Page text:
Provoked to Jealousy
Recently a friend of mine asked me to read and review David Klinghoffer’s Why The Jews Rejected Jesus. This was no academic exercise since my friend is Jewish. If Klinghoffer’s arguments were correct, there was no room for Jesus in a Jewish world. I happily took on the project because it reminded me of a very important passage in Paul. In Romans Paul suggests that the behavior and beliefs of the Gentiles should provoke the Jews to jealousy, causing them to turn to Yeshua as their Messiah and accept the Gentiles who were joining the Way with open arms. If Klinghoffer is right, there is absolutely no reason for a Jew to recognize Jesus as anything but an affront to Judaism. Certainly, there are no grounds for Paul to appeal to Gentile believers to act as provoking agents for change.
Before we look at Klinghoffer’s arguments, we need to say something about the fundamental premise employed by most Christians regarding the “salvation” of the Jews. That premise is really quite simple: Jews need to become Christians. In other words, Jews need to give up their Judaism and “convert” to Christianity, adopting Jesus as the savior of the world and, consequently, their personal savior as well. A great number of Christian evangelistic efforts are aimed at precisely this “conversion” experience for Jews. Implied in this stance is the idea that Judaism has been replaced by Christianity, that Israel no longer has a unique function in the world and that God’s plan is proceeding with the help of Gentile Christians (although eventually all really righteous Jews will somehow be “saved”). The age of Israel has come to a close. These are the days of the ascendancy of the Gentile “church.” Jews need to join Gentiles, not the other way around.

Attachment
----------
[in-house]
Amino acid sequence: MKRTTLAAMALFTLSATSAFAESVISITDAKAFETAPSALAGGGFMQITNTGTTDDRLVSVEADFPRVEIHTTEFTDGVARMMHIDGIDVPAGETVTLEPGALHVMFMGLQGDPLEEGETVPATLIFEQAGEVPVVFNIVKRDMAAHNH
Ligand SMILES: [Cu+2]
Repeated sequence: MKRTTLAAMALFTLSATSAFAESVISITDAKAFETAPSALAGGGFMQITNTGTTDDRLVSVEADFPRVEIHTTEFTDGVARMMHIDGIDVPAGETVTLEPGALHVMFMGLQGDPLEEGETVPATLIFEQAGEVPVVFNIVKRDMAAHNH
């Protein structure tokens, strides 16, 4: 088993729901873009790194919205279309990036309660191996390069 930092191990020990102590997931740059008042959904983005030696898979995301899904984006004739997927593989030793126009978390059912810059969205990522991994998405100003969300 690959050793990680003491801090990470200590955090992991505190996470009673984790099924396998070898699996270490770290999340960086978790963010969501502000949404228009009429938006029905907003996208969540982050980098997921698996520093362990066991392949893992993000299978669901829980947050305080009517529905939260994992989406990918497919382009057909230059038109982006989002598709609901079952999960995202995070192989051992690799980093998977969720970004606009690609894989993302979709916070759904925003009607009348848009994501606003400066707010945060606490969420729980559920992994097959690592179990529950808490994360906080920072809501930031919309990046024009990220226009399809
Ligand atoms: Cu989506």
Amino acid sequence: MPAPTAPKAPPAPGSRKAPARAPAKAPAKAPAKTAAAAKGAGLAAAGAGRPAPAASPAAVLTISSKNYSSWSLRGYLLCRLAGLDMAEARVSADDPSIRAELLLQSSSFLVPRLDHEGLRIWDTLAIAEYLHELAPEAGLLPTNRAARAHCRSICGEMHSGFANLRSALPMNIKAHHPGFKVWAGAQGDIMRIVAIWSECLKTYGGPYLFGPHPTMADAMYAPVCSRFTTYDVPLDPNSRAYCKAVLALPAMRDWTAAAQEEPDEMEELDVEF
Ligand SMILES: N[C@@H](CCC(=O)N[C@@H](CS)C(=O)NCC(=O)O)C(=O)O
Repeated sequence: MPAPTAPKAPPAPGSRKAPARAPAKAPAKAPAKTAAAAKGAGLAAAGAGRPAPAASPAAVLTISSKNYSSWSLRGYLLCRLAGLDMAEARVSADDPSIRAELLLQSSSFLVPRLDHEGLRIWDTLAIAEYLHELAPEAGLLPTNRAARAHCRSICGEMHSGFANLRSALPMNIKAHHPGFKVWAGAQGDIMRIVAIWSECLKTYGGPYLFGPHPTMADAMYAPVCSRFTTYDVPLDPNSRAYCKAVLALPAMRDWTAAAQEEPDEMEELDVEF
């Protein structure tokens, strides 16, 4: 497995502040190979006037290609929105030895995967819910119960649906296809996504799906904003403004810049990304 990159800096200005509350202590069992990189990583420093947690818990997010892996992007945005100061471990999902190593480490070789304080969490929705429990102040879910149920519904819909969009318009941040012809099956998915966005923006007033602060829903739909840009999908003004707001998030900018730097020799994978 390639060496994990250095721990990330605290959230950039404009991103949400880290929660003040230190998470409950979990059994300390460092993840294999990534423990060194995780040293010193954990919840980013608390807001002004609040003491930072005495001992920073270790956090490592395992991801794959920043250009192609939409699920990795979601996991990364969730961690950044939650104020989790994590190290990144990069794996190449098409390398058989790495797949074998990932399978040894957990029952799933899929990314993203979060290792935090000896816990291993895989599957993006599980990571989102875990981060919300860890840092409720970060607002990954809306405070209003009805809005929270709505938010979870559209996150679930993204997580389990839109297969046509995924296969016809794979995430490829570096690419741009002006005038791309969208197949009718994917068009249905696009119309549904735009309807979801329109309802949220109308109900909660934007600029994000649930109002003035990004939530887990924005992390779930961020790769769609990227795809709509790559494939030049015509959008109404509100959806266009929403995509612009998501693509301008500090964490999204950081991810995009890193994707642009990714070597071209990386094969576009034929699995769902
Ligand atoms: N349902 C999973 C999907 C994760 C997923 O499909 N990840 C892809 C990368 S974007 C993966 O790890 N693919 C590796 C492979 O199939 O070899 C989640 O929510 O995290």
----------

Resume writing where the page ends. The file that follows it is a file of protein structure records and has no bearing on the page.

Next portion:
Of course, a more informed reading of the New Testament throws a lot of cold water on this evangelical fervor. Nowhere in the writings of the apostles is there any suggestion that Jews need to be converted to Christianity. In fact, it is rather common these days to point out that there are no references to “Christianity” in the New Testament and none of the New Testament authors, or Jesus Himself, ever called themselves Christians. Paul has the right nomenclature when he says that he is a follower of the “Way, a so-called sect of Judaism.” If Kinghoffer wishes to press the point that Christians today generally expect Jews to abandon their history in order to “convert” to a new religion, he is unfortunately generally correct. This has been the stance of many Christians, even though it is clearly not based on Scripture. I have no rebuttal for Klinghoffer’s objection at this point. I have only apologies. Christians over the course of thousands of years have contributed significantly to the implicit anti-Semitism in this theology bent. It’s time to ask forgiveness and get on with Paul’s assignment – provoking to jealousy.